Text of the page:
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Leg amputation

Leg amputation is the surgical removal of legs either above or below the knee. This surgery is carried out as a result of poor blood circulation because of damage or narrowing of the arteries. As a result the blood cells in these region get deprived of oxygen and nutrients which in turn lead to infection and necrosis of the tissues.


Amputation is also carried out due to injuries from accidents and burns, infections which are incurable with antibiotics,blood clots, cancerous tumor at the region, diabetes and nerve thickening and to prevent the disease from spreading farther into the body. The purpose of the surgery is to restore one’s ability to function and improving total health.

The procedure for amputation is done under general anesthesia  or with spinal anesthesia.


  1. Above the knee amputation: lt is also called a trans femoral amputation. Here the amputation occurs at the middle part of the thigh bone. After this type of amputation knee joint will not be present. Here walking with a prosthesis post surgery will be difficult.
  2. Below knee amputation: It also known as a trans tibial amputation and is the most common type. Here the knee joint will be present and walking with a prosthesis is more comfortable.
  3. Hemipelvic amputation: Here the hip-joint and part of the pelvis is amputated. It also known as a trans pelvic amputation. It is mostly done in case of a malignant tumor at the region. Here walking with a prosthesisis difficult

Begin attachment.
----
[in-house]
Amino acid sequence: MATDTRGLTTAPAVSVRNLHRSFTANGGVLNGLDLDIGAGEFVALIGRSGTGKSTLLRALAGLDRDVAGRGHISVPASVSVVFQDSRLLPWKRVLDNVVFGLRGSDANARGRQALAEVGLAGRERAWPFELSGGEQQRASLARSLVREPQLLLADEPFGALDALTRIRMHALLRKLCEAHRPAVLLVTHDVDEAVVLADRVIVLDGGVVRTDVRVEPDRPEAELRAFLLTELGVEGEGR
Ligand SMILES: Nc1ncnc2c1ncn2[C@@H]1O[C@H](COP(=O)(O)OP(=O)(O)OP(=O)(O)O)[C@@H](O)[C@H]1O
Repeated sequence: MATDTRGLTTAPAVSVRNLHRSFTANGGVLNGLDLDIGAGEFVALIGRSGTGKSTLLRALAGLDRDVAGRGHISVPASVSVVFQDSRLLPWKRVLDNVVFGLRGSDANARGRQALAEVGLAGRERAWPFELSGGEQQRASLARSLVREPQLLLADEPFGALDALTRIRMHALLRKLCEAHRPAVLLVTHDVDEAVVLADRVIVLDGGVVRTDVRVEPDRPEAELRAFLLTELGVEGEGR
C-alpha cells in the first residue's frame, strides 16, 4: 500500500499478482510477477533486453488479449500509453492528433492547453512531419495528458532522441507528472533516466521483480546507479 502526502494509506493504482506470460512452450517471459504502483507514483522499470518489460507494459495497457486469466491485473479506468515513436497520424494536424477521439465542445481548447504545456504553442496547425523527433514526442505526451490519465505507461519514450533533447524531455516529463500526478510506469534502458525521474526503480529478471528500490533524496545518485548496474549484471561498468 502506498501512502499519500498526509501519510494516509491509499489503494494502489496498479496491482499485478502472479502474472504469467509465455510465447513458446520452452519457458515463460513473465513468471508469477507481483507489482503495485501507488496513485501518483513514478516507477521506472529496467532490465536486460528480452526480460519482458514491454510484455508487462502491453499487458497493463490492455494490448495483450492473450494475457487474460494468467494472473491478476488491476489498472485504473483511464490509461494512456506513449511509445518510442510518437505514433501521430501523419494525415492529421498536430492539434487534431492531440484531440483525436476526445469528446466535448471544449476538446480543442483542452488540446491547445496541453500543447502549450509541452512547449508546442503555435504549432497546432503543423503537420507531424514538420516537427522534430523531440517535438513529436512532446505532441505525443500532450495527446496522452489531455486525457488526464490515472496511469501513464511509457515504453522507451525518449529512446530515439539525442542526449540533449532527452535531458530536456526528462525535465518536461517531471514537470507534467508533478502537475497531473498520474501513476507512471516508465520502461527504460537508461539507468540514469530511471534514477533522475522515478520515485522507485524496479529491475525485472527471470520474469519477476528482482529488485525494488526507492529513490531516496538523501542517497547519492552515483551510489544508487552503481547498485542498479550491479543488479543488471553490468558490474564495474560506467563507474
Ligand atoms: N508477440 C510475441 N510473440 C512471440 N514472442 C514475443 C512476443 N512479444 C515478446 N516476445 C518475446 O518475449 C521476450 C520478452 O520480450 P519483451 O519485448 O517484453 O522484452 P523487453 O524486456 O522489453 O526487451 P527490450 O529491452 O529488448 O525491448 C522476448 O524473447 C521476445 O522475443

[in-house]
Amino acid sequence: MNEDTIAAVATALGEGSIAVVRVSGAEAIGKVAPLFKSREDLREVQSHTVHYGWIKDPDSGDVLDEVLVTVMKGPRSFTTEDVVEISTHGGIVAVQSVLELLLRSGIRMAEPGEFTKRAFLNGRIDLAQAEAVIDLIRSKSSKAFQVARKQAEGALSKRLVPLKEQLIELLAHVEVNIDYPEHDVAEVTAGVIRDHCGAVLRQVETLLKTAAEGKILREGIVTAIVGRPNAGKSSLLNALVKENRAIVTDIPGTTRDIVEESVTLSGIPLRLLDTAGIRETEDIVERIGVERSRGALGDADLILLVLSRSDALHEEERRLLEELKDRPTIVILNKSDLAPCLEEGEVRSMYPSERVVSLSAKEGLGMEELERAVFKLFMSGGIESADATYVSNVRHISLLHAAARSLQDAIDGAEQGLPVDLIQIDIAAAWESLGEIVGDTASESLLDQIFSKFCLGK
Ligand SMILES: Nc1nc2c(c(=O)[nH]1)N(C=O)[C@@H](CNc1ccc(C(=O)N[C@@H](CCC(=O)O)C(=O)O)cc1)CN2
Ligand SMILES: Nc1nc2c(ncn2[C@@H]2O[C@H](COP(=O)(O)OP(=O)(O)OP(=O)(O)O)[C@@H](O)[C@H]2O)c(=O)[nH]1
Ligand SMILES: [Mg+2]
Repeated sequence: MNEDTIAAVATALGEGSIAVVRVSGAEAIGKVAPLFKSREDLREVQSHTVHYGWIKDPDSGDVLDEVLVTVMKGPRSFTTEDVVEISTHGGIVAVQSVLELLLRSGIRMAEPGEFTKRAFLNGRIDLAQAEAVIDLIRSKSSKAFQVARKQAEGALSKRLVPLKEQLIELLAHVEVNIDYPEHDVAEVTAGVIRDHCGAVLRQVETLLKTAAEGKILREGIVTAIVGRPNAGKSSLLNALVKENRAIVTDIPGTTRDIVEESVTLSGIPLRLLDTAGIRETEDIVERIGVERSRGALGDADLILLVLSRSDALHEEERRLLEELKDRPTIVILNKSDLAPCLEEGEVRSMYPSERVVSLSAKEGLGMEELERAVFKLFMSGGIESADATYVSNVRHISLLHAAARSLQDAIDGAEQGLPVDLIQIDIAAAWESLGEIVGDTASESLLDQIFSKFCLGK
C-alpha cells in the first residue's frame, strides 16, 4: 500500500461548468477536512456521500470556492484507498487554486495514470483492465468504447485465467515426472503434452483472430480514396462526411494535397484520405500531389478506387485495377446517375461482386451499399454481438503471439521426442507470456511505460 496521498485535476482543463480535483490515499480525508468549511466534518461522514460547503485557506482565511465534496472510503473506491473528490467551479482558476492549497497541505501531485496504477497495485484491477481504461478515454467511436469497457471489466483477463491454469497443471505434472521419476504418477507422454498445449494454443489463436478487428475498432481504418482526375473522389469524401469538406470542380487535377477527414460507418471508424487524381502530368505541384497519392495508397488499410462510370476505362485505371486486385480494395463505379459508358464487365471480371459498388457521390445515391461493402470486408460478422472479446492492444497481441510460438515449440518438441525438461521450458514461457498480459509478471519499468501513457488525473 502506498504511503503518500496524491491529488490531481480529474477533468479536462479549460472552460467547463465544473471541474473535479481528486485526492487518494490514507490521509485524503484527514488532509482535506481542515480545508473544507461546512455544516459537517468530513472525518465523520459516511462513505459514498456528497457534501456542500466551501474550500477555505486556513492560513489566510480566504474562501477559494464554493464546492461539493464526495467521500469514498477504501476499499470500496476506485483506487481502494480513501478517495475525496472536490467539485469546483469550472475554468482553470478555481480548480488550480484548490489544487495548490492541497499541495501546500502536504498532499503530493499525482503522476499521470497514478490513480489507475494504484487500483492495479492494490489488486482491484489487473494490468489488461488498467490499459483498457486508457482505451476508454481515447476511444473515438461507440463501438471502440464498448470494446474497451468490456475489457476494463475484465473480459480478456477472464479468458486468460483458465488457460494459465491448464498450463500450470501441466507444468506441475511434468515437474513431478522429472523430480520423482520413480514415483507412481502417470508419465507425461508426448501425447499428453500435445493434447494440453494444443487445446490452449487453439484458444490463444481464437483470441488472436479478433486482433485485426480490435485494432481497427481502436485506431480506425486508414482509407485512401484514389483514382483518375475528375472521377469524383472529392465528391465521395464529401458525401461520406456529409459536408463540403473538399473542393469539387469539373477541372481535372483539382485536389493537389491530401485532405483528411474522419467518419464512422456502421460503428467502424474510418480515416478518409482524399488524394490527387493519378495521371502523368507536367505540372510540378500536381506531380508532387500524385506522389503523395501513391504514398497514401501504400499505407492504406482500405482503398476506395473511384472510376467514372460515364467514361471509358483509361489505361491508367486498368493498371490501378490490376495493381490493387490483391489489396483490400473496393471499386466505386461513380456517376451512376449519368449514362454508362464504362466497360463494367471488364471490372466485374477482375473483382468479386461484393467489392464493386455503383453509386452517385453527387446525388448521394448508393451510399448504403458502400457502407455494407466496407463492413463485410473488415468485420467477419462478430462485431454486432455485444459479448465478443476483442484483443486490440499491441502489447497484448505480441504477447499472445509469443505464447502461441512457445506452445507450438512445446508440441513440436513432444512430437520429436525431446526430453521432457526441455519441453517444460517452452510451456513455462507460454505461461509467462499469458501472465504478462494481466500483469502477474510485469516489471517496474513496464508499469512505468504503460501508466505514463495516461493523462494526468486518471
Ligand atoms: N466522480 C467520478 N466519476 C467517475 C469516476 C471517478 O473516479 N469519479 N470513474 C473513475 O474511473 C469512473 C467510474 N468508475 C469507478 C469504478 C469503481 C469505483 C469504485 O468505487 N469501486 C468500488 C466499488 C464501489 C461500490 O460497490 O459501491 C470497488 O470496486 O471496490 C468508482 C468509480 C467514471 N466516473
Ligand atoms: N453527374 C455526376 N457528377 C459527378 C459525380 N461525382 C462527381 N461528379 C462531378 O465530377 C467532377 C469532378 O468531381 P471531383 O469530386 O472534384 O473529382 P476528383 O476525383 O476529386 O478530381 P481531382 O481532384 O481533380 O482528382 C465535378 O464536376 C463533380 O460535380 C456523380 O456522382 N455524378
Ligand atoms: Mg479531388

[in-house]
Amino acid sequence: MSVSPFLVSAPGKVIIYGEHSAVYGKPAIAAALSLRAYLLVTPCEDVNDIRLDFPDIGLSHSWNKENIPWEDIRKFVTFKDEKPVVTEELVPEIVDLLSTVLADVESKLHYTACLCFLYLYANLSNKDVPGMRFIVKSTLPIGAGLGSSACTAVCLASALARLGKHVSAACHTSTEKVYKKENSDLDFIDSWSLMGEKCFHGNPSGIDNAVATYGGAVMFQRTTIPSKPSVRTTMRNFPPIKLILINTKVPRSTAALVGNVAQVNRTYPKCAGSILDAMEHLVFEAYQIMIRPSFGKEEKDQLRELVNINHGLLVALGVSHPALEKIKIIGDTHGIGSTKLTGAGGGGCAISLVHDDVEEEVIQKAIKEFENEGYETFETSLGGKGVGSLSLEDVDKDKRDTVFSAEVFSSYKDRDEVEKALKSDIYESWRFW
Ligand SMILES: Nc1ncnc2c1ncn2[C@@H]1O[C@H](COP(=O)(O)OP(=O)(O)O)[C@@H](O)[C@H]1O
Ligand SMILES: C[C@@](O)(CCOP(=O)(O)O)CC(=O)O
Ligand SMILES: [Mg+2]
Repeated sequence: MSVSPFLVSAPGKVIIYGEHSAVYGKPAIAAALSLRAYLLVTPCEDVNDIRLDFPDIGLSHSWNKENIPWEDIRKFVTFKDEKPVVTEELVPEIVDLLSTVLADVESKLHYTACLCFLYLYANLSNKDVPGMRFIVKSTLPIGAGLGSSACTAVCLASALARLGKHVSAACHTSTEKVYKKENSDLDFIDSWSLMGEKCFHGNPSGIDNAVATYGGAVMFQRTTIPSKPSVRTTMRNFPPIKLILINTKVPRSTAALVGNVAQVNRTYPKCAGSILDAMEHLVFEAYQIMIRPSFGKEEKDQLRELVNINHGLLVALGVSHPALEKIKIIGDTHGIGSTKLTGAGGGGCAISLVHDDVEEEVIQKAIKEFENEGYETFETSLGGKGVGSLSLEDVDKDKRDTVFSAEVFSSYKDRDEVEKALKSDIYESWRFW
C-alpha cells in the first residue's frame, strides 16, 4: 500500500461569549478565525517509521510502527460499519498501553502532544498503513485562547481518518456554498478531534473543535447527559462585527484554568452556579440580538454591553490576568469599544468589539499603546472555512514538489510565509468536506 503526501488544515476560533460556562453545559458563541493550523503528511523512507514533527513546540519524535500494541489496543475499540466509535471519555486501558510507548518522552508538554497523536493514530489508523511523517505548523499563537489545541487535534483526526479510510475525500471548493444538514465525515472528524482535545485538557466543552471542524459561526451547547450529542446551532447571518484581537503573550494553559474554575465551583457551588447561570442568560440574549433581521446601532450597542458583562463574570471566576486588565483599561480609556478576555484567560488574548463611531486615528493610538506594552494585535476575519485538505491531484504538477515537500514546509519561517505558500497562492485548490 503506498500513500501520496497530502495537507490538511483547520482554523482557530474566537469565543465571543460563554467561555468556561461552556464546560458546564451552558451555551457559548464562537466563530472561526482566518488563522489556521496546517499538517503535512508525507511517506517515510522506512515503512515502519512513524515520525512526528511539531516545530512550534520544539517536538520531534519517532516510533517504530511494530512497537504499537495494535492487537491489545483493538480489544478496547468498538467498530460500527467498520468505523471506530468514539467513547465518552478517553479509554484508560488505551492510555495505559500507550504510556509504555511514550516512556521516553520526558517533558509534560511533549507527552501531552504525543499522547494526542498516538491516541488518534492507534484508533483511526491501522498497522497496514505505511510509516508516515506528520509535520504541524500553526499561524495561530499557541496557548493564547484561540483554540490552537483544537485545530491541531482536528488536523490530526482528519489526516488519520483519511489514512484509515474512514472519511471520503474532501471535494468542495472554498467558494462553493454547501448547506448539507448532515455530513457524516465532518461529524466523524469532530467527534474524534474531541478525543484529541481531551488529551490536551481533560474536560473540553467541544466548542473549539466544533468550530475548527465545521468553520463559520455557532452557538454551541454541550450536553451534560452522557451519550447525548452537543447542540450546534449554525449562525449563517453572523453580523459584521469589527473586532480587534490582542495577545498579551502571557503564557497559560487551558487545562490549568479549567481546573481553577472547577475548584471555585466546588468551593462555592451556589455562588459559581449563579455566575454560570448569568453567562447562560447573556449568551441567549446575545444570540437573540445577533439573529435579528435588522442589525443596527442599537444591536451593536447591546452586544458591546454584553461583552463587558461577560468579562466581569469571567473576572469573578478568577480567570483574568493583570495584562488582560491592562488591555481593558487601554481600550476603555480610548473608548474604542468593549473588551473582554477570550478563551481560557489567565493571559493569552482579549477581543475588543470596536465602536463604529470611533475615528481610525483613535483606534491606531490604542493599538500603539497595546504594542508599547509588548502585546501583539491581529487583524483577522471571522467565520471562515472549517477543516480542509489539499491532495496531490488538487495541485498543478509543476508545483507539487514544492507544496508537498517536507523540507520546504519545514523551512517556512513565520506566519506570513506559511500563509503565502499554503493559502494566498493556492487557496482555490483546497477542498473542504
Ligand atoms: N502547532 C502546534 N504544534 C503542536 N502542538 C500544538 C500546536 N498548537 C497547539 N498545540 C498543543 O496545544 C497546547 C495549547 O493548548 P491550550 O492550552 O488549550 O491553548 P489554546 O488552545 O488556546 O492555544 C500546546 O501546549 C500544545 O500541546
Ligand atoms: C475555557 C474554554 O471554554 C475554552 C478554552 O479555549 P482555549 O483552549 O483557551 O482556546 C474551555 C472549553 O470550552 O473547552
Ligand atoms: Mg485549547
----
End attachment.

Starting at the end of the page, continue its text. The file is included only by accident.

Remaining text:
4. Toe amputation: Here the toe is amputated due to poor supply of blood to the toe.
  5. Partial foot amputation: Here the toes and part of the long bones of the foot are amputated. This is also known as a trans metatarsal amputation.
  6. Disarticulation: Here amputation occurs through a joint. It helps to preserve the growth plate in the bone in a child.

Blood pressure

Blood pressure is the measurement of the pressure of the blood in the artery. A high or low blood pressure is a symptom of an underlying medical condition. Blood pressure has a normal range which is 120/80 mm Hg. The highest value of normal range is reached when the  heart muscle contracts and pumps blood, a cycle called systole.The lowest value of normal range is reached when the  the heart relaxes and refills with blood, a cycle called diastole. Based on the circumstances the blood pressure of a person may vary. Blood pressure above 140/90 mm Hg is considered as high.  A high blood pressure can put your arteries , muscles and heart at risk. It can also affect eyes kidneys and legs .It can also end up in stroke and heart attacks. The blood pressure of a person do not remain constant throughout the day. It fluctuates depending on the work done, the amount of fluid in the body , medicines in the blood stream and time of the day. It also varies with emotions sleep and exercise.


The blood pressure is measure using a sphygmomanometer. It uses the height of a column of mercury to reflect the circulating pressure and is measured in millimetres of mercury. Today full automated digital blood pressure monitors are also available which makes it easier to check the BP at home without the help of a doctor or medical practitioner.